Here we are, the conclusion of the saga Ben H. Winters began in The Last Policeman. Like the conclusion of every other saga, it had a lot of expectations to meet. Did it?

Yes. Yes, it did. World of Trouble picks up months after Countdown City left off, with a world on the brink of an asteroid impact. Hank Palace leaves the sanctuary of the cop commune behind to find his sister Nico. His quest sees him crossing paths with survivalists, the Amish, and the remnants of the group Nico joined, dedicated to staving off Armageddon on a planet-wide scale.

If there is a theme to the Last Policeman saga, it's "To Thine Own Self Be True." Despite every obstacle thrown in his path over the last three books, Henry Palace keeps on keepin' on, doing what he was born to do despite the futility of it all. In The Last Policeman, he tries to prove a suicide was actually murder, despite everyone else not giving a shit. In Countdown City, he tracks down a man who may or may not want to be found. In this book, the final one in the trilogy, he wants to see his sister one last time.

World of Trouble has even more of a desperate feeling than the other two books in the series, not surprising since the world has less than a week left. Just as in the previous two books, Palace proves that he's like a dog with a prized bone, not willing to let go, once he's on the trail of something.

The ending wasn't all beer and bacon cheese burgers, either. I have to admit, Ben Winters could have taken the chicken shit way out, waved his wand, and given us all a different ending than what he presented. For my money, the ending he gave us was the only one that made sense in the context of the series.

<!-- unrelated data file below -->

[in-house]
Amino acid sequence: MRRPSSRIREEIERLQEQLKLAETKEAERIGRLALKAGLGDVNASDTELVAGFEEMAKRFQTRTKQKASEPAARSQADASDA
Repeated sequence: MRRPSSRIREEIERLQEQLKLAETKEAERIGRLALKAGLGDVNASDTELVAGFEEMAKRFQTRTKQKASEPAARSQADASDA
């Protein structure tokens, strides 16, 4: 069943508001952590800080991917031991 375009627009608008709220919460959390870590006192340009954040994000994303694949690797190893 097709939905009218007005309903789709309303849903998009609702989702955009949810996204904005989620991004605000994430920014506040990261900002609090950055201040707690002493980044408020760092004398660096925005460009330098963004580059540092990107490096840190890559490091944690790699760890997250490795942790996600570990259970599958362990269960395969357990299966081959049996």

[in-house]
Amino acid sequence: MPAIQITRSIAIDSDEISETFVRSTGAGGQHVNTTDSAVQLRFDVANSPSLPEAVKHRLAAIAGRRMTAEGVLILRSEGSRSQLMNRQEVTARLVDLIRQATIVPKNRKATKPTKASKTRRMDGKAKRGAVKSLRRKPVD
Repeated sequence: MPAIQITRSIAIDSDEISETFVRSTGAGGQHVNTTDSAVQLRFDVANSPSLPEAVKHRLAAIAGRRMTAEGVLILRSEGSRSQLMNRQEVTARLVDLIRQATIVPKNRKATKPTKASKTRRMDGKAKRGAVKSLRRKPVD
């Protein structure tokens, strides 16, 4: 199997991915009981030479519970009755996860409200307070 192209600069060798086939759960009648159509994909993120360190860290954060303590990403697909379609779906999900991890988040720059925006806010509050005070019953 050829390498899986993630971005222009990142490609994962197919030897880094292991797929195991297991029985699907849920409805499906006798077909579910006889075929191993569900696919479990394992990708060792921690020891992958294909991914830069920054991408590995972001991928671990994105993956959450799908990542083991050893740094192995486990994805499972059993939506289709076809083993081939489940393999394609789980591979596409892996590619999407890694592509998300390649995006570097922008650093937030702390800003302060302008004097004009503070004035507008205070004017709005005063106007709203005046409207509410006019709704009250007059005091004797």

World of Trouble was a satisfying end to a really good series. Four out of five stars.

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The Switch

The SwitchThe Switch by Elmore Leonard
My rating: 3 of 5 stars

When they hatch a plot to kidnap a millionaire's wife and hold her for ransom, Ordell Robbie and Louis Gara over look one detail: what if the millionaire doesn't want her back?

Ever wonder how the guys in Rum Punch (aka Jackie Brown) ended up where they were? This is the first caper starring Ordell and Louis and is a pretty slick piece of work, as befits a book by Elmore Leonard.

As always with old Dutch, the dialogue is slicker than a water slide covered with Vaseline. Ordell and Louis, the criminals in the piece, are far more likable than their apparent mark, Mickey Dawson's asshole husband Frank.

Once Mickey is kidnapped, the book really takes off. Ordell does some scheming with Melanie behind the backs of Louis and Frank and Mickey steps up.

Still, I had a hard time rating this book. It was enjoyable but honestly, there isn't a lot to it. It has the standard Leonard hallmarks and was fun but it seemed really short and wasn't one of his heavy hitters. There wasn't a lot to distinguish it from the rest of the Leonard library.

The Switch had it's moments but wasn't all that memorable. In fact, I'm already forgetting some of the characters' names. Three out of five stars.